null or zero to every field before the constructor runs, and since we don't want random crashes, we don't leave fields undefined (unlike C or C++).
Sometimes it's convenient to set a field the same way for all constructors.
class Wombat let name: String var _hunger_level: U64 var _thirst_level: U64 = 1 new create(name': String) => name = name' _hunger_level = 0 new hungry(name': String, hunger': U64) => name = name' _hunger_level = hunger'
Wombat begins a little bit thirsty, regardless of which constructor is called.
Functions in Pony are like methods in Java, C#, C++, Ruby, Python, or pretty much any other object oriented language. They are introduced with the keyword
fun. They can have parameters like constructors do, and they can also have a result type (if no result type is given, it defaults to
class Wombat let name: String var _hunger_level: U64 var _thirst_level: U64 = 1 new create(name': String) => name = name' _hunger_level = 0 new hungry(name': String, hunger': U64) => name = name' _hunger_level = hunger' fun hunger(): U64 => _hunger_level fun ref set_hunger(to: U64 = 0): U64 => _hunger_level = to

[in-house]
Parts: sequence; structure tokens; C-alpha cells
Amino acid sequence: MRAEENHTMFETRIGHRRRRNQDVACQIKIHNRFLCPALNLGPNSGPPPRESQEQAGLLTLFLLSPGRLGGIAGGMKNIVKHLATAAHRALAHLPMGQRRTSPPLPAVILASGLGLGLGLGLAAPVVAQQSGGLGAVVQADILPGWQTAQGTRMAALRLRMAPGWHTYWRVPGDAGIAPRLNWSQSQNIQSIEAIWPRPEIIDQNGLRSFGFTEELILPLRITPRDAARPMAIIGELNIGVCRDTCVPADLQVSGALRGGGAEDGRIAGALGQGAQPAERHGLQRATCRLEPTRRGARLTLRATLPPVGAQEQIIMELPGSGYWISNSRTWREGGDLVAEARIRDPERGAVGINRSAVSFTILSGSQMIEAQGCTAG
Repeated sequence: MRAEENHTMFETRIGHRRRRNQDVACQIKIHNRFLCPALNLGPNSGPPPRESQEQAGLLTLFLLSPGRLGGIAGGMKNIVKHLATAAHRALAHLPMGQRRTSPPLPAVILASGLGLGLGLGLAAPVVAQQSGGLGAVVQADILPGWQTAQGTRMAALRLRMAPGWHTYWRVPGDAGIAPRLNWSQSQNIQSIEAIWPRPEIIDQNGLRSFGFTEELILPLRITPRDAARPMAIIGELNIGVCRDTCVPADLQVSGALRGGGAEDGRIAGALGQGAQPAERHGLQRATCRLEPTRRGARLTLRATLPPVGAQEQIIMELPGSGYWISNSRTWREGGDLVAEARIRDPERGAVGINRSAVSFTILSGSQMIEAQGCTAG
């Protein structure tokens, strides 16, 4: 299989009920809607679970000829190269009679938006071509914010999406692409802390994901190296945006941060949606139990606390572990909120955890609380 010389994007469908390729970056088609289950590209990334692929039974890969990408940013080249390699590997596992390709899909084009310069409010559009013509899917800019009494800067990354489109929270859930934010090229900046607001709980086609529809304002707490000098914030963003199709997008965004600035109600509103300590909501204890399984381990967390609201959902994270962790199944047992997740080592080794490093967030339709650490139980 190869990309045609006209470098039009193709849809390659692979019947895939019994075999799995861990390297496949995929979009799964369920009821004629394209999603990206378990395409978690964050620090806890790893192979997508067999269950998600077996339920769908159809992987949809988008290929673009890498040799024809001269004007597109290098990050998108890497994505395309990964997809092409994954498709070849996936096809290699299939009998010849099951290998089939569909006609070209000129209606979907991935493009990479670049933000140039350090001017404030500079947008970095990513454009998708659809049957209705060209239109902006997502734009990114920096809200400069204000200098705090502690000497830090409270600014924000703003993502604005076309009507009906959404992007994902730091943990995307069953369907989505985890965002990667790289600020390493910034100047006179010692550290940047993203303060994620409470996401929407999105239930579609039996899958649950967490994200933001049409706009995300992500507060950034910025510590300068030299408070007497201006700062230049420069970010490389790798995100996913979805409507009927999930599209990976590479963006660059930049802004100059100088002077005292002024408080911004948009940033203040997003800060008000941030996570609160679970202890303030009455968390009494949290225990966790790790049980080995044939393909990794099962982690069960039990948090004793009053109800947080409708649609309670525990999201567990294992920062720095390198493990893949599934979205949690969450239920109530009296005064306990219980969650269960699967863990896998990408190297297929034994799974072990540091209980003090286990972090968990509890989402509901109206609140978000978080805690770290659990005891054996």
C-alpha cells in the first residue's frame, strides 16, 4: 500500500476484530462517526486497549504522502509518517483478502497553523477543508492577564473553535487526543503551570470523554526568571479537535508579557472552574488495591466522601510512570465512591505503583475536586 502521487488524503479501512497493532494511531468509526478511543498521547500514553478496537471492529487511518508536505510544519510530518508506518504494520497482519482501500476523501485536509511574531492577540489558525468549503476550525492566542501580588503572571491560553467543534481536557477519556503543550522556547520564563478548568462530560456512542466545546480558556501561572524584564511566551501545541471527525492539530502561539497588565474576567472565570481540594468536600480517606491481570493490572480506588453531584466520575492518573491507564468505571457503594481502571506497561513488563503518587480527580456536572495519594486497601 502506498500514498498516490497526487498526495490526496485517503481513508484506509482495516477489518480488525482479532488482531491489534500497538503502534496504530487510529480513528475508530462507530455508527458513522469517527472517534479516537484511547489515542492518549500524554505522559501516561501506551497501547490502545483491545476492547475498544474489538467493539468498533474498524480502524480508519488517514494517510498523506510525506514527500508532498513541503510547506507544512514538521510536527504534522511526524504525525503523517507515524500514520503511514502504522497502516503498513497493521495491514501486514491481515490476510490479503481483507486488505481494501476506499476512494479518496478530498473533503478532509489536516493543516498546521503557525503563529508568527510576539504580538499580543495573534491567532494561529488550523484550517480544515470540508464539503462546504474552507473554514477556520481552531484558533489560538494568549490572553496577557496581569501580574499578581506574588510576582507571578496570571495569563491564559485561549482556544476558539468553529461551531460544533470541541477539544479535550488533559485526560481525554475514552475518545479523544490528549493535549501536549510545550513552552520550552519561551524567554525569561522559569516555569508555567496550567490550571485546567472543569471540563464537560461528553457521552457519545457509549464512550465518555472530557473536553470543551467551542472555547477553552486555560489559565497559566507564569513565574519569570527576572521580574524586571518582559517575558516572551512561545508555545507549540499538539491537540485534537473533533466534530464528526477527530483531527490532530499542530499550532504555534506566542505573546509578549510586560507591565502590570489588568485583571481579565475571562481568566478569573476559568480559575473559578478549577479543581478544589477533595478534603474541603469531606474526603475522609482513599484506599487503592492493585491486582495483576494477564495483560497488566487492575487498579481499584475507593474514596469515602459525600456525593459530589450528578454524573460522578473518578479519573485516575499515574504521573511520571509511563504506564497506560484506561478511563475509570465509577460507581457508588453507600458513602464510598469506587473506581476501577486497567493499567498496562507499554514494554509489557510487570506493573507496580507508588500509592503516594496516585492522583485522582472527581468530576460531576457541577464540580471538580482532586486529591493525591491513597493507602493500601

The first function,
hunger, is pretty straight forward. It has a result type of
U64, and it returns
_hunger_level, which is a
U64. The only thing a bit different here is that no
return keyword is used. This is because the result of a function is the result of the last expression in the function, in this case, the value of
Is there a
return keyword in Pony? Yes. It's used to return "early" from a function, i.e. to return something right away and not keep running until the last expression.
The second function,
set_hunger, introduces a bunch of new concepts all at once. Let's go through them one by one.
refkeyword right after
This is a reference capability. In this case, it means the receiver, i.e. the object on which the
set_hunger function is being called, has to be a
ref type. A
ref type is a reference type, meaning that the object is mutable. We need this because we are writing a new value to the
What's the receiver reference capability of the
hunger method? The default receiver reference capability if none is specified is
box, which means "I need to be able to read from this, but I won't write to it".
What would happen if we left the
ref keyword off the
set_hunger method? The compiler would give you an error. It would see you were trying to modify a field and complain about it.
= 0after the parameter
This is a default argument. It means that if you don't include that argument at the call site, you will get the default argument. In this case,
to will be zero if you don't specify it.
- What does the function return?
It returns the old value of